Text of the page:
Fishing in the Dark

By Andrew Branson | July 1, 2023
From Missouri Conservationist: July 2023
Woman help a boy bait his hook
Fishing In The Dark

Have you ever wondered if fishing in a pond at night is better than fishing during the day? Many people claim to have better luck catching catfish at night. But why is that? Is it because people spend less time fishing during the heat of the day than they would during the cool of the evening? Or is it because fish are also less active during the heat of the day, striking more readily in the evening?

Fishing a pond at night is not much different than fishing during the day. We know that catfish feed mainly by sense of smell and do not need the light of day to find an angler’s bait, but fish that feed mainly by sight will also strike in the evening.

If you want to fish a pond at night, but don’t know where to start, this information should help get you started. 

Light the Way

Make sure you can see what you are doing. Bringing lights along with you will be one of the biggest differences you’ll have compared to fishing during the day. A hands-free light source, like a lantern or headlamp, will allow you to see your way to your fishing spot, and will not interfere with your fishing gear while you’re fishing. An added benefit to lights is that they can also attract nighttime insects, like crickets, which can be collected and used for fishing.

Fishing with Bait

When fishing with worms, crickets, or other scented bait, you’ll need to be able to watch your bobber or rod tip to know when you have a bite. Your lantern or headlamp will help, but there are other items designed to help with nighttime fishing.

A float or bobber is commonly used when fishing with bait. The action of the bobber signals when fish are nibbling. But how can you use a bobber at night? You could continuously hold your flashlight beam on it while waiting for the fish, or you could use a lighted bobber. These ingenious bobbers contain small batteries and bright lights that can easily be seen in the dark. Simply attach the bobber to your line, turn on the light, and cast it out. The lit bobber floats and allows you to easily see its movement when a fish comes.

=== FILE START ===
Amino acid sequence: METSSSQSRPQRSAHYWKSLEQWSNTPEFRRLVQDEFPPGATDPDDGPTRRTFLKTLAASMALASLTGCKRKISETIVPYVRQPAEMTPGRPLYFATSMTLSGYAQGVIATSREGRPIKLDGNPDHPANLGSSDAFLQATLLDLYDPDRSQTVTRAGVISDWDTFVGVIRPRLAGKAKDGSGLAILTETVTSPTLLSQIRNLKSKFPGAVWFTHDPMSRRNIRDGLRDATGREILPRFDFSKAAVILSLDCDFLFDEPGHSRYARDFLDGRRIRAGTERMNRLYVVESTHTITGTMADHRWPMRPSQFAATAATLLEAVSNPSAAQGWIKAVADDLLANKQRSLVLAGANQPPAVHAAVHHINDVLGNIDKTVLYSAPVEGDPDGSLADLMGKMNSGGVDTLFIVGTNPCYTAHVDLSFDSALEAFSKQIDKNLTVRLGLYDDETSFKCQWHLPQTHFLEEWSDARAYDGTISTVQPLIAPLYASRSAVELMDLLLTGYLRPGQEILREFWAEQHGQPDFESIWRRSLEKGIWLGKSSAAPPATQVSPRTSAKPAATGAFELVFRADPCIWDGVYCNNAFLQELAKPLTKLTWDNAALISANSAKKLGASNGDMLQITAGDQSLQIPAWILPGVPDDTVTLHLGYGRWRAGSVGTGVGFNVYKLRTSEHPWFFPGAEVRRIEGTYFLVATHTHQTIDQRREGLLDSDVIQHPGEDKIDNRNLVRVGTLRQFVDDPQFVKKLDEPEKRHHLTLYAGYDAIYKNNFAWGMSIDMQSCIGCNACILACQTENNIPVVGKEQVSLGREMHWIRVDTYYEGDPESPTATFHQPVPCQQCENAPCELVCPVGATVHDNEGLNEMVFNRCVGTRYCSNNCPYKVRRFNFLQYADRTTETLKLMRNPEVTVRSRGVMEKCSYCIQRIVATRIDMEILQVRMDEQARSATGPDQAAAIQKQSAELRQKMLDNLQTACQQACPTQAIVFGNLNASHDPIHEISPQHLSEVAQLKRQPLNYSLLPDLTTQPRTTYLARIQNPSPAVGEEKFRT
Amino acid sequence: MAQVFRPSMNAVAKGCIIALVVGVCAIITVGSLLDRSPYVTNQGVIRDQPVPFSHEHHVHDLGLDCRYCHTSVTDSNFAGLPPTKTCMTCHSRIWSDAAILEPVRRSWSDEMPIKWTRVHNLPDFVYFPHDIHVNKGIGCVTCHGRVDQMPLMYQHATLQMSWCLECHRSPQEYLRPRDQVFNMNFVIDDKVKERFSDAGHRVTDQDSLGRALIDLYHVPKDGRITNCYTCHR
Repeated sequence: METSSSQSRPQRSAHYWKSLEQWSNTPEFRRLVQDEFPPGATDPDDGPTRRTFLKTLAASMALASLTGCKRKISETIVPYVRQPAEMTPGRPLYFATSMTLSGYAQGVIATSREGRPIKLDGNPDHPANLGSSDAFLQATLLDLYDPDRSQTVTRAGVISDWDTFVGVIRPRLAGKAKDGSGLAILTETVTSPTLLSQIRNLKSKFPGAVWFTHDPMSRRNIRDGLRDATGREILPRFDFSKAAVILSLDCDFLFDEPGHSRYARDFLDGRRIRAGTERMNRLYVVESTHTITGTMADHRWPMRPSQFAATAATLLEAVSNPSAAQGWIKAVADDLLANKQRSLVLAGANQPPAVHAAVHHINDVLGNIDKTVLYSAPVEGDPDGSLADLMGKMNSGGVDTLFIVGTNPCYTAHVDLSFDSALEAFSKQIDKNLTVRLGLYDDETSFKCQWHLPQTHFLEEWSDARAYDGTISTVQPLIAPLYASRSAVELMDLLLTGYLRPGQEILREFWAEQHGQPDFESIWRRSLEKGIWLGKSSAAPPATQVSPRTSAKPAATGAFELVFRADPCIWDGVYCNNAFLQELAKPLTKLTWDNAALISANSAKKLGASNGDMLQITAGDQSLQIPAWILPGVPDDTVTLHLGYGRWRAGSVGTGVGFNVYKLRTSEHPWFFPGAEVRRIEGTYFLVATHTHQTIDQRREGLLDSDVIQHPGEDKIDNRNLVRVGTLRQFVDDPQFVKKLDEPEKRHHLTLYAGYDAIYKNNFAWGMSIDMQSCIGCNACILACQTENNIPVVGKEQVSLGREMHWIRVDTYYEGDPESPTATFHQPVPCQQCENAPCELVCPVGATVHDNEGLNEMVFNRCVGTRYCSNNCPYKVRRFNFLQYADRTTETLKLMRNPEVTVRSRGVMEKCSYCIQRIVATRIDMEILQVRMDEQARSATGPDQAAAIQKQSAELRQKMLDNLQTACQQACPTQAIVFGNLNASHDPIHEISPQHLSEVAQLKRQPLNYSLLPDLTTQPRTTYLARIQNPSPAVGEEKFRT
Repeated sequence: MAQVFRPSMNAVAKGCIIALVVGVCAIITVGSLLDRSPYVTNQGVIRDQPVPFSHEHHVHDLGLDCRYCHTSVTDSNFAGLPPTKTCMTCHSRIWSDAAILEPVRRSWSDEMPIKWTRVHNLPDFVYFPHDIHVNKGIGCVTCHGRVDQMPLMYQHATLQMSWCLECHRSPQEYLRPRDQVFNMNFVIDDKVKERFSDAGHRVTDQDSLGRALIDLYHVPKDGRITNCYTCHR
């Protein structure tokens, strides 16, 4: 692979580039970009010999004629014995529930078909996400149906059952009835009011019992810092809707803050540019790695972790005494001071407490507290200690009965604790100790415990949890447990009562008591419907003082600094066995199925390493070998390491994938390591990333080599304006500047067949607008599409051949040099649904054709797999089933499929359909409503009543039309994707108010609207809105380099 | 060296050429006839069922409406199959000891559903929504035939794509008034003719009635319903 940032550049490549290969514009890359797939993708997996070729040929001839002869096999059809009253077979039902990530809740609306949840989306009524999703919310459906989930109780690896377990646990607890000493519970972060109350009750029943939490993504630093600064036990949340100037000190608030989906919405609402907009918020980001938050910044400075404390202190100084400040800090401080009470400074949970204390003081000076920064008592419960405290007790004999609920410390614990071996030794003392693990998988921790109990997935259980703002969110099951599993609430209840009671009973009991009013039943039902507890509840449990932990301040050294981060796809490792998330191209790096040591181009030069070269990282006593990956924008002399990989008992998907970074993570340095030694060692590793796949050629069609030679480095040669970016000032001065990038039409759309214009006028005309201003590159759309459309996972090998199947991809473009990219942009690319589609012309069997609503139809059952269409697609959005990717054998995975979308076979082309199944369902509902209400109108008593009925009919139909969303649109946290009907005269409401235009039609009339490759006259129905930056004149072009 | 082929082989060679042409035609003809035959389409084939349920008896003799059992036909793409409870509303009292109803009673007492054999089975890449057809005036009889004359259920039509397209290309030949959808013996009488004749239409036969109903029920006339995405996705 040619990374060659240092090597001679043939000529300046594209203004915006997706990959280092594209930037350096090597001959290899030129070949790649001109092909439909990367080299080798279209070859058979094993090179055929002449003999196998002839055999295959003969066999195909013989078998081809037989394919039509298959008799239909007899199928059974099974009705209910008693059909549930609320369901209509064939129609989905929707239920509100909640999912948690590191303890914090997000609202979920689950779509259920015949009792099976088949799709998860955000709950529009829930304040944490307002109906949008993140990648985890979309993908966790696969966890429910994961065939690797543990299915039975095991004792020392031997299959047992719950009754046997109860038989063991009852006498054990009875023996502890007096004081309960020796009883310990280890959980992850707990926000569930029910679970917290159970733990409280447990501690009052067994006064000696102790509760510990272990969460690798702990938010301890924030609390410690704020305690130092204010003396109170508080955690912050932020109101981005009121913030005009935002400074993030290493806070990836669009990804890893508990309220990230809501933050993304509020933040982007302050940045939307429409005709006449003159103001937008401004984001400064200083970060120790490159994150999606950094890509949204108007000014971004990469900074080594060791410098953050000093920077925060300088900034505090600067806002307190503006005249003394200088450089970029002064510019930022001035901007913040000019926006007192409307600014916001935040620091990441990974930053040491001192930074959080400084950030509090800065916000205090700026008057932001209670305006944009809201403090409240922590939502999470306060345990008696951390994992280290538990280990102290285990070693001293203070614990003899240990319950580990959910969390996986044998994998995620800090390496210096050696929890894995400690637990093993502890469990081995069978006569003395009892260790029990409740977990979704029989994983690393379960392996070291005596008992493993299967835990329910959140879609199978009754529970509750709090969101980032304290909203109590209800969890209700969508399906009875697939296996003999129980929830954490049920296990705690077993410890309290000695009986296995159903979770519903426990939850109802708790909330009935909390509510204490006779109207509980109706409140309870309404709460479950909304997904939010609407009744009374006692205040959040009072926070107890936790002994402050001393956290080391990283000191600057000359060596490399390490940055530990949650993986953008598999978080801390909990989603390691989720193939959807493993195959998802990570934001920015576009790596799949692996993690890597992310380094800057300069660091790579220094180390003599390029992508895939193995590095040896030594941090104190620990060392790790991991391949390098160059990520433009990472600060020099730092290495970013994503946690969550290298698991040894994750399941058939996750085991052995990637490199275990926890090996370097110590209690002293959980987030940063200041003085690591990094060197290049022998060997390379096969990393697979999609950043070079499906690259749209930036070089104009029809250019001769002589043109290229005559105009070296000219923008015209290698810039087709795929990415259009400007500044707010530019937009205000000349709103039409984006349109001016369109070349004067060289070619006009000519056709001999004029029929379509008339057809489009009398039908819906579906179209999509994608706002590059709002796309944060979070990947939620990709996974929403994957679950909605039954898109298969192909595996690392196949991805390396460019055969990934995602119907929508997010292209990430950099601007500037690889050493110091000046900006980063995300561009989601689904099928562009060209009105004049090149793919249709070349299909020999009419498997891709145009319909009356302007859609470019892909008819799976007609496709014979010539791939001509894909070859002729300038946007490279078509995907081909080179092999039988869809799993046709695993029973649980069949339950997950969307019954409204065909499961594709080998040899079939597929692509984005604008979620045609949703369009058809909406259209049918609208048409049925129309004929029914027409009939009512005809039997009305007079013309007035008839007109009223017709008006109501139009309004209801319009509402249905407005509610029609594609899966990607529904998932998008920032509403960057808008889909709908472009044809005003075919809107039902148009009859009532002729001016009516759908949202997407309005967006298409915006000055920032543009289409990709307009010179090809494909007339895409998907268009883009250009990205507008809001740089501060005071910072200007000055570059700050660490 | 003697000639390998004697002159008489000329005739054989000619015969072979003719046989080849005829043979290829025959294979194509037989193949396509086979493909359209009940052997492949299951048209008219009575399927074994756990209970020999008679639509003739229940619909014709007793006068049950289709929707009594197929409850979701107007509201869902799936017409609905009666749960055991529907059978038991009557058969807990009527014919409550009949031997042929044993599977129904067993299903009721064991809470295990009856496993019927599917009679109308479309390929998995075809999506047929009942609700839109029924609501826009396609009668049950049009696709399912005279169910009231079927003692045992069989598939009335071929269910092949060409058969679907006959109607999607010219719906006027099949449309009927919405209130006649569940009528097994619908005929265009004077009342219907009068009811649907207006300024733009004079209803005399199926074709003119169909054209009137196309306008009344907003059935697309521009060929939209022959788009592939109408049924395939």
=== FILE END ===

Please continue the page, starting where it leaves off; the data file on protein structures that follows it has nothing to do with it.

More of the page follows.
What if you don’t need to use a bobber?  Fishing bells are made to clamp on the tip of your fishing rod and jingle when a fish is pulling on your line.  The sound of the bells will be heard in the darkness and lets you know it’s time to grab your pole. Fishing bells are particularly useful when fishing for catfish.

Fishing with Lures

When fishing with lures at night, it’s best to choose lures that produce a lot of movement and noise.  This will help sight-feeding fish, like bass, spot the lure. Chattering lures and spinnerbaits create sound and vibration in the water that fish can detect. Surface lures — like buzzbaits, jitterbugs, and poppers — are also a good choice because they create a splash or surface movement that the fish can zero in on.


As with any outing, it is always a good rule of thumb to let people know where you plan to be in case you need to be reached. Also, be aware of the weather and possible changing weather conditions and pack accordingly.

Fishing a pond at night can be a wonderful experience. Besides beating the heat and the shine of the blazing sun, you’ll also get to enjoy nighttime sights and sounds. Imagine fishing to the sounds of nearby frogs and crickets and the distant hoot of an owl, while the occasional bat flies by. With a little planning and preparation, you can be successful and have a great time night fishing at a nearby pond.

Also In This Issue

This Issue's Staff

Magazine Manager - Stephanie Thurber
Editor - Angie Daly Morfeld
Associate Editor - Larry Archer
Photography Editor - Cliff White
Staff Writer - Kristie Hilgedick
Staff Writer - Joe Jerek
Staff Writer – Dianne Van Dien
Designer - Shawn Carey
Designer - Marci Porter
Photographer - Noppadol Paothong
Photographer - David Stonner